Julien Danjou recently posted a thought-provoking rant about GitHub’s pull request workflow implementation. His main point is essentially that Gerrit provides a more sophisticated review system. Of course I’m not going to disagree with that 😉
I am generally a big fan of Julien’s work and I’m very excited for the future of OpenStack Ceilometer of which he is the current PTL. However, in this case I think his views are understandably biased towards review workflows on very large projects like OpenStack, and I found the length of the rant slightly disproportionate to the actual substance of the points made within it. Somewhat ironically, AFAICS his blog’s own review process could use some improvement due to comments currently being disabled 😉 So here are my thoughts.
Disclaimer: currently I use GitHub for reviews more regularly than Gerrit, so my views are likely to be biased at least as much as Julien’s, but in the opposite direction 😉
Barrier to entry too low?
The pull-request system looks like an incredible easy way to contribute to any project hosted on Github. You’re a click away to send your contribution to any software. But the problem is that any worthy contribution isn’t an effort of a single click.
Doing any proper and useful contribution to a software is never done right the first time.
That’s an unhelpful over-generalization. There are plenty of cases where the low barrier to entry of a single click means the difference between a worthy contribution being merged and it never being sent. Fixing typos is the classic example, but there are others – small tweaks to comments and docs, one-line bug fixes etc. I work on several small projects for which setting up Gerrit would be complete overkill, and GitHub’s PR mechanism is a godsend in this regard.
So I’d suggest that one size does not fit all, and the larger the project, the higher the barrier to entry should be.
Preserving rewritten history
The problem is that if your contributor does this [history rewriting via
git rebase --interactive] and then repush the branch composing your pull-request to Github, you will both lose the previous review done, each time. There’s no history on the different versions of the branch that has been pushed.
This is not quite correct. Julien is right to point out that GitHub doesn’t provide history of the commit SHA1s via the web UI or via the API. This is indeed a crucial flaw 🙁 I have not seen any evidence that GitHub exposes anything akin to reflogs, and this flaw aligns with that, so it may be a deliberate design trade-off they decided in order to save on disk space (although that doesn’t sound like a big saving to me).
However, let’s give credit where it’s due: GitHub does provide history of the review discussion, and in particular has quite a nice feature for handling comments on outdated diff hunks. If someone submitted a pull request with (say) two diff hunks, you provided feedback on both, and then they force-pushed new history which only changes one of those hunks, then the pull request page will now only show one of the hunks as outdated, so both the contributor and the reviewer can see that one hunk needs a fresh review, and the other still contains unresolved issues. Here’s an example pull request I just made to illustrate it. GitHub presents a chronological history of the review:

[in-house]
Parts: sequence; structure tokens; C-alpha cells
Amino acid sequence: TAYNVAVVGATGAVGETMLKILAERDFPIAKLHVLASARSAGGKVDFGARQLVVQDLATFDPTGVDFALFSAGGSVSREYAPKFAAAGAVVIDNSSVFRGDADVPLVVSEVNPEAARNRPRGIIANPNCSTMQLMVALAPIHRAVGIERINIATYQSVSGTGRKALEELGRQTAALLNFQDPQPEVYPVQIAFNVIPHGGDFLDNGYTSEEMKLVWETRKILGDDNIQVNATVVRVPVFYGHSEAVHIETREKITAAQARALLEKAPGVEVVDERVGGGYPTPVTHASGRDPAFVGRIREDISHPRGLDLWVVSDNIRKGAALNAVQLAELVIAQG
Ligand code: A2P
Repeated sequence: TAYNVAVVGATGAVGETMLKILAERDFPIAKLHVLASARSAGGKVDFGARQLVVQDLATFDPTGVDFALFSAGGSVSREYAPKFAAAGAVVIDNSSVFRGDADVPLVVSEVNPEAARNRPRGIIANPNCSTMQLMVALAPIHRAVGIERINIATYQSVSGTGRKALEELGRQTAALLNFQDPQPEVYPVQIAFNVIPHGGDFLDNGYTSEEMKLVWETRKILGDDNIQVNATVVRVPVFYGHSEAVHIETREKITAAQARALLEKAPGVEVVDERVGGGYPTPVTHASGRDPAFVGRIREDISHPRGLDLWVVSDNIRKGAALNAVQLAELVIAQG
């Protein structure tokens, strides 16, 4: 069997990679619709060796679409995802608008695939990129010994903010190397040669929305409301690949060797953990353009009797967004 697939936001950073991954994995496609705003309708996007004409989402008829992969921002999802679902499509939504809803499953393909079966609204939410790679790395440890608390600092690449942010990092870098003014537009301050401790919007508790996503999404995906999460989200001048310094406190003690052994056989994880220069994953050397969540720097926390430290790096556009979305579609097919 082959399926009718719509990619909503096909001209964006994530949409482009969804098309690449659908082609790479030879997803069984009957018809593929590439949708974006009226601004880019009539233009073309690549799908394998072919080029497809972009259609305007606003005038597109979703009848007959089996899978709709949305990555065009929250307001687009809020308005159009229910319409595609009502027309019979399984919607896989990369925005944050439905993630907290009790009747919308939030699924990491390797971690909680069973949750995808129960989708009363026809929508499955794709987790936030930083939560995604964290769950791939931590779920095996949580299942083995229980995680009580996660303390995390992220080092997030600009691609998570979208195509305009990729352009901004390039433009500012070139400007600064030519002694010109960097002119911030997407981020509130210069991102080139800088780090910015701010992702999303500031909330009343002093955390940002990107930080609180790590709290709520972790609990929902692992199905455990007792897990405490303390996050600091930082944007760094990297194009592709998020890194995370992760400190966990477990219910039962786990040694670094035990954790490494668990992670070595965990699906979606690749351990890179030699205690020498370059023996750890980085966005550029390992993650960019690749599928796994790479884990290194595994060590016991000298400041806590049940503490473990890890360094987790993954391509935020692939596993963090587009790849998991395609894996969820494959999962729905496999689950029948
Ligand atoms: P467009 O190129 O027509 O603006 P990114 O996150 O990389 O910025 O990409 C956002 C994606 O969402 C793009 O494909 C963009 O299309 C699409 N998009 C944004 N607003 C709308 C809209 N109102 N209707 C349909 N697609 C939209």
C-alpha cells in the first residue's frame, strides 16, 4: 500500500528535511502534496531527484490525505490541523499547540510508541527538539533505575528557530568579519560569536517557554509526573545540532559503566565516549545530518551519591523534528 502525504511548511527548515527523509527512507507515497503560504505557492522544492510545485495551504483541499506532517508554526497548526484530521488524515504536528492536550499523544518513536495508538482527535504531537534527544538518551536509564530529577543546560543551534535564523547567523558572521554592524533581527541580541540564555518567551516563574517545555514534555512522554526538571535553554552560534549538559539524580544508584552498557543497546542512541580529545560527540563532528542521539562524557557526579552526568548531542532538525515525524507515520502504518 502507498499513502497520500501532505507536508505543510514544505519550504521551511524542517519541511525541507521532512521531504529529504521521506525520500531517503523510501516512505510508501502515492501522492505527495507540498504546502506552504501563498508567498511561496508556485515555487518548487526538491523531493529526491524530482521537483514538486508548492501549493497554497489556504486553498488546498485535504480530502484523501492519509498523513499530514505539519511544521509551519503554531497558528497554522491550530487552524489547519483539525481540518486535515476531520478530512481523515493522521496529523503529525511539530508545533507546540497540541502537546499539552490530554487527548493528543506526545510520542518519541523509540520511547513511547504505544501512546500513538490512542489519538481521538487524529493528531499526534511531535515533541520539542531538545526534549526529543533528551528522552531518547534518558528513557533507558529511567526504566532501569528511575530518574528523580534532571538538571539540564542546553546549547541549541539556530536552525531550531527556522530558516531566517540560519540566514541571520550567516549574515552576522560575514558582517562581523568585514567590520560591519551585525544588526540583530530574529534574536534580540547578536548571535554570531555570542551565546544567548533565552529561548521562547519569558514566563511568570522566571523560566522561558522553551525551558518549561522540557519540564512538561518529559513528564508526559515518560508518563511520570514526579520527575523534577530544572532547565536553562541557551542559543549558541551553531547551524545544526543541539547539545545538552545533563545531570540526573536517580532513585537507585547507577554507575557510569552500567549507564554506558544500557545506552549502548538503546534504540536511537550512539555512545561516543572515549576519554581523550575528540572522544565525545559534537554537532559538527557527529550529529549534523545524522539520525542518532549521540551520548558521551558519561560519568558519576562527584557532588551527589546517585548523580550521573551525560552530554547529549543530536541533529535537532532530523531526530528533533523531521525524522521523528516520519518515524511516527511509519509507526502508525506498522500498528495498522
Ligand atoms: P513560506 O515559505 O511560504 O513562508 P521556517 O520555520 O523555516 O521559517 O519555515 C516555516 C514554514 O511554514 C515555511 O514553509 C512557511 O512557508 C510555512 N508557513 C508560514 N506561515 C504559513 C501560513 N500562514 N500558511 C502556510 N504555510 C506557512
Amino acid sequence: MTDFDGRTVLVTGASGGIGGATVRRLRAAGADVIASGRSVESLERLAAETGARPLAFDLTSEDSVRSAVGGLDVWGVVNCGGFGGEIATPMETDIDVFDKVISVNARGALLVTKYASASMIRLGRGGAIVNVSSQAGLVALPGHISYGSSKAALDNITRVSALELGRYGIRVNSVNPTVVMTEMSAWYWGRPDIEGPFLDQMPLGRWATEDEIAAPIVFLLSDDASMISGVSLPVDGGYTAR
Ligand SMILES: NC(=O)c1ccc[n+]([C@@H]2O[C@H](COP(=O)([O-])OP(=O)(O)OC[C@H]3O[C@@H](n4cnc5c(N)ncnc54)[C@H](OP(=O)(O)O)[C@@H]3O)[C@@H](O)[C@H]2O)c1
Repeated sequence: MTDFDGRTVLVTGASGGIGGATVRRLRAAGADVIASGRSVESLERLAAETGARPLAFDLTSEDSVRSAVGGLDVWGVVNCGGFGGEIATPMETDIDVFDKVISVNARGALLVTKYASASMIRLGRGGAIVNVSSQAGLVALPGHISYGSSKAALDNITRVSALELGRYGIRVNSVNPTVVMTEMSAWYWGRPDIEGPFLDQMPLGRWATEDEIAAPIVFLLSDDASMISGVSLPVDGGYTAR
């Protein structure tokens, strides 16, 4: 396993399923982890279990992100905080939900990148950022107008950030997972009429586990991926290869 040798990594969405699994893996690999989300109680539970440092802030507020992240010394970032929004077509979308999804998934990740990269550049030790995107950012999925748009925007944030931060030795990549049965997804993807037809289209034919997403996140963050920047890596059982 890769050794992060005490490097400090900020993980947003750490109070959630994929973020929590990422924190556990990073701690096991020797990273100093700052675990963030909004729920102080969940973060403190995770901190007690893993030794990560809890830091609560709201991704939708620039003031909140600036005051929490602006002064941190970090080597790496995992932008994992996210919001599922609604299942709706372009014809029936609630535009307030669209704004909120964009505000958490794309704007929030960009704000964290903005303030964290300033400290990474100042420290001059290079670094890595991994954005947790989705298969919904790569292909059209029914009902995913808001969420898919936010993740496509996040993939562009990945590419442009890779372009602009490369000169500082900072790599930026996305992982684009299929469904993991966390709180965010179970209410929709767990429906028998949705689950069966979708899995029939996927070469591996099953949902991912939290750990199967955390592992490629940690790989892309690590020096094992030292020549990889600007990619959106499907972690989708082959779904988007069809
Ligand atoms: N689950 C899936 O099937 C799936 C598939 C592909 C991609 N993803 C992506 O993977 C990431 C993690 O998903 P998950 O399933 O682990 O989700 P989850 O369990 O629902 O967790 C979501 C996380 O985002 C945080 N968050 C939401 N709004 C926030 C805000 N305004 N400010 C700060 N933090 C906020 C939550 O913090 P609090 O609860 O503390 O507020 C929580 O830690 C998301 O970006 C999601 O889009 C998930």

- the first version of the patch is lamentably missing from near the top,
- the final version of the patch is near the bottom, and
- discussion over now-outdated diff hunks are initially collapsed for brevity.
You can click to expand the discussion over points which are outdated. For comparison, here’s the JSON returned by the API for the same view.
Gate testing is very easy to set up on GitHub projects using Travis CI, and integration between the two systems is very nice.
Again, I agree with Julien that the weakness of this approach is that (AFAIK) Travis only runs the tests against the tip of each pull request branch, rather than for each commit within it, and this leaves the project more vulnerable to pull requests which contain broken commits. I am every bit as passionate about history cleanliness as Julien, as you can see from my previous blog on the subject. However, this assertion is inaccurate:
With such a restriction, it’s impossible to have “fixup commits” merged in your project and pollute the history and the testability of the project. […] This implies that no broken patchset can ever sneak in, […]
Even if the tests pass for every commit, that does not prove that the pull request contains no fixup commits. For example, a fixup commit might fix a typo in a comment introduced by a previous commit in the same series. The typo won’t break any tests, but it will pollute the history. So testing every commit is very good (if you can afford it), but it’s not a panacea.
I am an occasional contributor to
git itself, and I find it interesting to note that those folks are absolutely religious about reviewing patches via the mailing list, using
git format-patch and
git send-email, rather than via an external tool such as GitHub or Gerrit. Although the maintainer does an incredibly good job, there are occasions where patches can get accidentally dropped or the wrong version taken, and my personal preference would be to use a more structured system like Gerrit to defend against this. However every system has its strengths and weaknesses, and I’m fairly sure they have good reasons for deliberately choosing not to use Gerrit.
Additionally, Linus absolutely hates GitHub pull requests 😉
Yes, GitHub has some crucial deficiencies in its pull request review workflow. But nevertheless, for small to medium-size projects, what it offers for free can be incredibly useful, and I for one am very grateful.
In the future I hope to use Gerrit more often than GitHub, but I thought it was worth partially defending the underdog here 😉